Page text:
It doesn’t matter how dedicated you are, the gym can become draining, especially if you hit a rut. By taking the odd week here and there where you deliberately make things easier, at first you feel refreshed, then as the days go by you become anxious to go lift again, and by the end of your deload, you’d sell your grandma for a chance to get back to pumping some iron.
By the time you get to train properly again, you’re amped up to lift, reinvigorated, re-motivated and ready to go.
A typical deload will involve lowering your weights by between 25 and 50% and doing the same with your sets and reps.
So if your usual workout on a Monday was –
- Squat – 5 sets of 6 reps with 275 lbs
- Deadlift – 4 sets of 4 reps with 355 lbs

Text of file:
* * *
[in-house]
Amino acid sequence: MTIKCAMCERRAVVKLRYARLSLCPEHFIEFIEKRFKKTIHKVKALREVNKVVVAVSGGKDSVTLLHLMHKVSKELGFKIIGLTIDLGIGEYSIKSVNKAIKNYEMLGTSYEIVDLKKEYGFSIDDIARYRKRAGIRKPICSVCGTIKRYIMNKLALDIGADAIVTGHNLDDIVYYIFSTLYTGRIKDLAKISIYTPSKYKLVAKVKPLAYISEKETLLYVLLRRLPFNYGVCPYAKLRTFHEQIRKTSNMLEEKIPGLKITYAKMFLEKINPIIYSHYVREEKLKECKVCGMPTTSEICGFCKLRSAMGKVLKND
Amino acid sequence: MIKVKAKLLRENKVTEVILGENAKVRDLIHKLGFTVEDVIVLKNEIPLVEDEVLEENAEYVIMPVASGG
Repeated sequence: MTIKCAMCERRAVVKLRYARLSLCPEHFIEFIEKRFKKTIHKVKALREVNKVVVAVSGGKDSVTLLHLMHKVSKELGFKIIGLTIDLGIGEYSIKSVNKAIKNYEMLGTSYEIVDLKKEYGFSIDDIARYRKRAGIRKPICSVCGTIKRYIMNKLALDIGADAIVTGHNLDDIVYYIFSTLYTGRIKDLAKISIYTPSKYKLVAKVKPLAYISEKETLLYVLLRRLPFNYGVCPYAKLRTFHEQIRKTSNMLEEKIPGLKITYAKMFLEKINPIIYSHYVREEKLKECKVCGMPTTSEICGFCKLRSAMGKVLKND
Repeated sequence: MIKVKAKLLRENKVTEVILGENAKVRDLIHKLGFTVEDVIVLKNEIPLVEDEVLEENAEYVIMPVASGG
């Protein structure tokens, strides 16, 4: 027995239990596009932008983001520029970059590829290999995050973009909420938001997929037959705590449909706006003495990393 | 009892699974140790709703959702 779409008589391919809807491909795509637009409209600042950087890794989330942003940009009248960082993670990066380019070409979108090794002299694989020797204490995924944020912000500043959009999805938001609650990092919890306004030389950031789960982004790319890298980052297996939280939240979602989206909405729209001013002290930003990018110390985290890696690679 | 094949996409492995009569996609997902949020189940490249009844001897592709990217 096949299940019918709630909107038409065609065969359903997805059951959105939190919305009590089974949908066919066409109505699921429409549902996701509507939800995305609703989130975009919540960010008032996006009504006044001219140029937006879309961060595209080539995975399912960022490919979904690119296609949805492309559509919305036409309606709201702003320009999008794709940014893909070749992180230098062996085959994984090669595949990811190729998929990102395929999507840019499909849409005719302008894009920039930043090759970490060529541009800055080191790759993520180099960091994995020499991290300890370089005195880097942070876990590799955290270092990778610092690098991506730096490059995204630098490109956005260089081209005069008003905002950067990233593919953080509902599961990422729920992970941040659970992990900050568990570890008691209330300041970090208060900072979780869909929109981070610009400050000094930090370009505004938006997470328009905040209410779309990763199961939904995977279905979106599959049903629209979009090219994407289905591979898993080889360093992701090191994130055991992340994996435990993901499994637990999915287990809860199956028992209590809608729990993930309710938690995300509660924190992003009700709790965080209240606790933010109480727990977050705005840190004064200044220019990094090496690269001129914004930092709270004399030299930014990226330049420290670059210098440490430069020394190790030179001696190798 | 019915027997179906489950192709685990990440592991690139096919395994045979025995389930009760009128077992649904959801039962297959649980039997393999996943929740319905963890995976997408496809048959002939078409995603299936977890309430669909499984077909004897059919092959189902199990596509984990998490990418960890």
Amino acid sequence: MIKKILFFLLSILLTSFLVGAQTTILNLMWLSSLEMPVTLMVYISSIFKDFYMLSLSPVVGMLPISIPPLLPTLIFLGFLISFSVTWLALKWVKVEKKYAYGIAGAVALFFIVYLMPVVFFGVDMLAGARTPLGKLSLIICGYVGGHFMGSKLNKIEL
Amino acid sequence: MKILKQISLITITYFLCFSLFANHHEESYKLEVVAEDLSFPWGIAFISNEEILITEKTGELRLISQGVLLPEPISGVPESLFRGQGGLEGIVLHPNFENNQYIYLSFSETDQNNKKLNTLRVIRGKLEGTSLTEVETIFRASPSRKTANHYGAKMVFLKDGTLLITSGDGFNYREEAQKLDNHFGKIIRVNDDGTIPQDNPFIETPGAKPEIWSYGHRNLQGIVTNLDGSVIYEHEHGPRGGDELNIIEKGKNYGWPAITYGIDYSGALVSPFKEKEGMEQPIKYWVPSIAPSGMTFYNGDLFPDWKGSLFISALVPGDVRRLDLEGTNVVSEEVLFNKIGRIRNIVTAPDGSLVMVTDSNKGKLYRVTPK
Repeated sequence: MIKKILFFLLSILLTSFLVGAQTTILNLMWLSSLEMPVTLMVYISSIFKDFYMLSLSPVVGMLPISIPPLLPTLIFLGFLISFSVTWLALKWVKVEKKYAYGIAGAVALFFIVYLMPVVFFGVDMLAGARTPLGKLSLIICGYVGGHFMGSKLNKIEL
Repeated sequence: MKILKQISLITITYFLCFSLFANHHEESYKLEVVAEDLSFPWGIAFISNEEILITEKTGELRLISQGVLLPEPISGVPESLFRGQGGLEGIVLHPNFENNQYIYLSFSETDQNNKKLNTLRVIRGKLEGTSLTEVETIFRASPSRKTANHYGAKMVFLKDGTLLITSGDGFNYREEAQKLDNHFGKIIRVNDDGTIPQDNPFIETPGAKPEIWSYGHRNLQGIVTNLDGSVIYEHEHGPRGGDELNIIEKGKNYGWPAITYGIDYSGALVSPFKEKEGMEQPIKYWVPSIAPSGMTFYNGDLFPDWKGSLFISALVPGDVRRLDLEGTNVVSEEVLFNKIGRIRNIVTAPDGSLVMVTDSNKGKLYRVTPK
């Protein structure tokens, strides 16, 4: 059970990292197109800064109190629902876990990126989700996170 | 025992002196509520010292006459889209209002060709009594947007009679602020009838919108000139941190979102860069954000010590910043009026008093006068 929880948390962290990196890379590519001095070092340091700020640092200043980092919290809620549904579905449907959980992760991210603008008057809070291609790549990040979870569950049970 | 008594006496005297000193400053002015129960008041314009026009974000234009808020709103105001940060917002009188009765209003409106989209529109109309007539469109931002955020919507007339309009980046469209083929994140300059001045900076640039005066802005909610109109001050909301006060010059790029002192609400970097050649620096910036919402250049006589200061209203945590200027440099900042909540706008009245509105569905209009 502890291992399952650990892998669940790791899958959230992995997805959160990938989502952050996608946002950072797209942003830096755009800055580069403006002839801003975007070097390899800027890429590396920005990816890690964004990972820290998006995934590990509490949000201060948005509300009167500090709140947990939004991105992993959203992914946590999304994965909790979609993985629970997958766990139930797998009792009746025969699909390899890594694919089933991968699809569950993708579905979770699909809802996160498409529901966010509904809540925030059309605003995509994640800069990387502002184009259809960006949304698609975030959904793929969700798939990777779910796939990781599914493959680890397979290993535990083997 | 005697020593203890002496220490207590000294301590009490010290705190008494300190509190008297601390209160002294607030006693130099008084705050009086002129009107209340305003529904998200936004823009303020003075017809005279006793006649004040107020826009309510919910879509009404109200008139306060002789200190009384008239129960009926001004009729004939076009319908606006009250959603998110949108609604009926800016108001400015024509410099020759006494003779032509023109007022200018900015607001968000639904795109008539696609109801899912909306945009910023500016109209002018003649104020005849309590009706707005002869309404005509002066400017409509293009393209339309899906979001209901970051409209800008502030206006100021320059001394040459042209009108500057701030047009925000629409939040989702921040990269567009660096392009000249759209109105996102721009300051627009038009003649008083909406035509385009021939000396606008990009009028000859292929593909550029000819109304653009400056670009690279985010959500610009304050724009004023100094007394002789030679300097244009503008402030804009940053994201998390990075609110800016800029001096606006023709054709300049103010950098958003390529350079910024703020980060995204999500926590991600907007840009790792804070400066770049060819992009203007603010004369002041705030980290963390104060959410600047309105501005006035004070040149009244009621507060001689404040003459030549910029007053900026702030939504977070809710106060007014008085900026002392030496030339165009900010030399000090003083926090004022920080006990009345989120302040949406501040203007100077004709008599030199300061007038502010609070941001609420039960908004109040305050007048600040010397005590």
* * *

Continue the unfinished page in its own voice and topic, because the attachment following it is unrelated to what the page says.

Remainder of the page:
- Bench Press – 3 sets of 10 reps with 185 pounds
Your deload week would probably look something along the lines of –
- Squat – 3 sets of 4 reps at 195 pounds
- Deadlift – 2 sets of 3 reps at 225 pounds
- Bench – 2 sets of 6 reps at 135 pounds
This isn’t set in stone. You may choose to just lower your weights and keep the sets and reps the same, or even keep the weight and the sets the same, but half your reps, so you did triples on the squat, doubles on the deadlift, and sets of 5 with your bench press.
Won’t I Lose All My Gains?
Not at all.
If your goal with training is just to lift the heaviest weights you can, for the most reps, and leave the gym feeling beat up every single session, then sure, go ahead and skip your deload.
If you’re in this for the long game though, and want to build a better physique, get strong and stay injury-free, then the only reason not to deload is if you’re not training hard. And I’m guessing none of you reading are going to hold your hands up to that.
You won’t lose any muscle whatsoever in a week, and if anything, your body will recover and be primed to gain when you get back to your regular routine.